Beyond the Immediate Pandemic – Create a Minimum Viable Plan

While many companies are past the initial emergency response, they now need to start looking ahead as well. Business requires a proactive and agile approach to business performance to address the immediate future beyond the pandemic and create a minimum viable plan.

Three activities business leaders will need to start now:

  1. Start capturing lessons learned
  2. Develop medium-term scenarios
  3. Create minimum viable plans

1.   Start Capturing Lessons Learned

The COVID-19 crisis has created unique pressures for organizations and their staff. It has revealed much about what works and what doesn’t in terms of products, infrastructure, processes and procedures, and culture. It’s important to understand these responses and use them as an input for planning beyond the immediate response phase.

The approach to this is twofold. First of all, you want to get a quick view of what is playing out inside your organization and filter out the tactical from strategic issues. The team should escalate tactical issues to the emergency response team who can then decide to put a quick fix in place to support staff to continue to do their jobs.

The strategic issues are worth a closer look as these could surface barriers that require a more structural solution. Look for issues around customer-facing elements of the core business model, e.g. sales, servicing, pricing, as well as more internally focused on working practices, organizational structures and culture.

As the business environment remains uncertain and volatile, we need to introduce short cycle reviews for these strategic learnings as different scenarios might unfold.

2.   Develop Medium-Term Scenarios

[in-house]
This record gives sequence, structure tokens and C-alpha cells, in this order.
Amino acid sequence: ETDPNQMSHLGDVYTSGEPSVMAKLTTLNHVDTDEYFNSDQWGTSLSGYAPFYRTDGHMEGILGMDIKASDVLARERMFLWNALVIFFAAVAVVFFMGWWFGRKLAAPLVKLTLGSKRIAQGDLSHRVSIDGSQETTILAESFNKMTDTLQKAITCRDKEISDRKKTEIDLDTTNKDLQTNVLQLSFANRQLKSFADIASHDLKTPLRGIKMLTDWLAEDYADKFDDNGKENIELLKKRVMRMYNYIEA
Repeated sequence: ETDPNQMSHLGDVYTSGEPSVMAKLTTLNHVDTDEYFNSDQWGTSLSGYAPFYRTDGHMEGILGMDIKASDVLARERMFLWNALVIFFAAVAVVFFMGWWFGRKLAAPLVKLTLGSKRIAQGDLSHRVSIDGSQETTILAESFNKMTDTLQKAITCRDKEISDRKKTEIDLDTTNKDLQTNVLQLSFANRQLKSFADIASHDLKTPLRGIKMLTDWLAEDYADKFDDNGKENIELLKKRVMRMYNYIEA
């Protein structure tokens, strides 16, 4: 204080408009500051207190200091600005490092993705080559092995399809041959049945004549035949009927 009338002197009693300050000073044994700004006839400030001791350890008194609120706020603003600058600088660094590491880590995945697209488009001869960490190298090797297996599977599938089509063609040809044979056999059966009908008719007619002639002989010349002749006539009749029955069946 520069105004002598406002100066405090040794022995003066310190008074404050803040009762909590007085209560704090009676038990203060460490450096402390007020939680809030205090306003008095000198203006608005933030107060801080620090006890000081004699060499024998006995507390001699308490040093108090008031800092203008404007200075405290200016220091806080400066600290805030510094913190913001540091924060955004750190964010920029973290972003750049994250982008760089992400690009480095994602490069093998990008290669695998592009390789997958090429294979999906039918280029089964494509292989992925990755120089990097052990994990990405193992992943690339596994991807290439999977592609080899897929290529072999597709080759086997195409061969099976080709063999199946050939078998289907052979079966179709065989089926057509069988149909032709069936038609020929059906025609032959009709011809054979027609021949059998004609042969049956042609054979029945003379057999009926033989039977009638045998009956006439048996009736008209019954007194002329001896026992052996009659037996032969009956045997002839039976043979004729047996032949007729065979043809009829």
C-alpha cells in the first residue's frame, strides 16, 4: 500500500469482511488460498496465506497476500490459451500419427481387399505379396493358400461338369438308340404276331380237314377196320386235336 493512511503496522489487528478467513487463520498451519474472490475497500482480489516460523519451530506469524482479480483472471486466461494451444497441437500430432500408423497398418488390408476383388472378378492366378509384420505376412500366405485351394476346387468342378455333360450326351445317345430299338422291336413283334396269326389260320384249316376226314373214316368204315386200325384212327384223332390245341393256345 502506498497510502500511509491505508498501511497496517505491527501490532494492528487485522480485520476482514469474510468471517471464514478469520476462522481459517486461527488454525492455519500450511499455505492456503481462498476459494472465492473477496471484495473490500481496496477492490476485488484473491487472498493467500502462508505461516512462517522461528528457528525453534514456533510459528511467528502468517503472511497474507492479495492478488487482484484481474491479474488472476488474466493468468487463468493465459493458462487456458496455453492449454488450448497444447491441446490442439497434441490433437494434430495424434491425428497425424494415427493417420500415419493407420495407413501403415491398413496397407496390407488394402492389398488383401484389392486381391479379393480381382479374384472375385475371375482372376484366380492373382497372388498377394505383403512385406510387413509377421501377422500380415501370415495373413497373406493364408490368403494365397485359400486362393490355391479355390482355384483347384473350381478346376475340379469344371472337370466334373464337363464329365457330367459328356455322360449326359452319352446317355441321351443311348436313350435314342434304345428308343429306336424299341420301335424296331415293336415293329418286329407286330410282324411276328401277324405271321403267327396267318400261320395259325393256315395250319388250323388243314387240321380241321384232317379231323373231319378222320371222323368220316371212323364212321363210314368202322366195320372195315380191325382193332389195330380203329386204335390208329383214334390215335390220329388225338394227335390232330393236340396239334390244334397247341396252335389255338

The second activity is to start developing scenario’s that illustrate how the post-pandemic environment future may unfold.

Inputs to this scenario activity include COVID-19 driven changes as entire industries are put on hold while others face a drop in demand, and the government introduces new legislation. Some of these changes might be more permanent while others are transient or recurring with new waves of COVID-19 cases.

But equally important is to combine these with pre-crisis shifts in digitization that are only accelerating as many of us have had to adapt to 100% working remotely. These scenarios will force many to rethink how value is delivered and what new opportunities will emerge when.

Business leaders and front line staff, who are the eyes and ears of the organization closest to the customer will have provided valuable insights through the lessons learned exercise that are a crucial input to these scenarios.

Once we have formulated these alternative futures and narrowed in on one that we have conviction about we can work back to the present and start creating our minimum viable plan.

3.   Create a Minimum Viable Plan

Use both the lessons learned and scenario’s to align on your “vision for success” for the medium term.

This vision of success should be a mix of expectations around how the business will perform, such as customer demand and channels, business processes and technology, financial and portfolio, organizational and people development.

This vision of success can be translated into objectives and are the foundation to develop minimum viable plans for the business going forward in the medium term. The plan should address the positioning of the company and what the impact will be on current initiatives and budgets. Business leaders should realize that as things can and will change rapidly, they must be prepared to course-correct quickly and iterate their plans.

The nature of change and economic activity over the next 18 months is highly uncertain. Therefore the minimum plan and related assumptions will need to be kept under continuous review to ensure that the objectives remain relevant and aligned with the external environment and further lessons learned. We suggest that businesses create a dedicated (virtual) PMO to facilitate this process and work closely with the c-suite.

In times of considerable uncertainty, it is better to have a plan and be flexible than have no plan at all.


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